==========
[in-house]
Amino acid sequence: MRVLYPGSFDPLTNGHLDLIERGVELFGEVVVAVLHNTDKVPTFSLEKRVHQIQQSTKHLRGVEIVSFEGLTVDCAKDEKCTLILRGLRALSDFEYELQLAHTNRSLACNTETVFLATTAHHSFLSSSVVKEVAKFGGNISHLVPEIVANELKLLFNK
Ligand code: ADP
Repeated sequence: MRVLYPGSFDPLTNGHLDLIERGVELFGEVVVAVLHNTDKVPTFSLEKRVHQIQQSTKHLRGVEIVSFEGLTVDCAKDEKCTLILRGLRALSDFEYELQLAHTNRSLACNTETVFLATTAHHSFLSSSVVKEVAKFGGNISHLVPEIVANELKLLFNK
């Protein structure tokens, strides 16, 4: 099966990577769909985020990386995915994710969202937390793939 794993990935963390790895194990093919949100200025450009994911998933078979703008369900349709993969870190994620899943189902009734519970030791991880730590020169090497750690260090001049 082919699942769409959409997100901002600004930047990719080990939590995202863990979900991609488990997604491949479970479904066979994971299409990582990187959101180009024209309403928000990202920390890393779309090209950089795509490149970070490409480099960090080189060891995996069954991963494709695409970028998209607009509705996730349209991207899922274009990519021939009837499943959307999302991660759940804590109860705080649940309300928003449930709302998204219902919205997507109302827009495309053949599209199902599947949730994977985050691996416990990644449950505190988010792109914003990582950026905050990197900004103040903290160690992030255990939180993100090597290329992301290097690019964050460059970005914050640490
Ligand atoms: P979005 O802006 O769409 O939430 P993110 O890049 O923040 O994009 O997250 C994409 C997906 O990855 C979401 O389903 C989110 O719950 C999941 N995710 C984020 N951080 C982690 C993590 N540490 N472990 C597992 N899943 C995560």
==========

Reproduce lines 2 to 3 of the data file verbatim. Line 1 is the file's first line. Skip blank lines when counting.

Amino acid sequence: MRVLYPGSFDPLTNGHLDLIERGVELFGEVVVAVLHNTDKVPTFSLEKRVHQIQQSTKHLRGVEIVSFEGLTVDCAKDEKCTLILRGLRALSDFEYELQLAHTNRSLACNTETVFLATTAHHSFLSSSVVKEVAKFGGNISHLVPEIVANELKLLFNK
Ligand code: ADP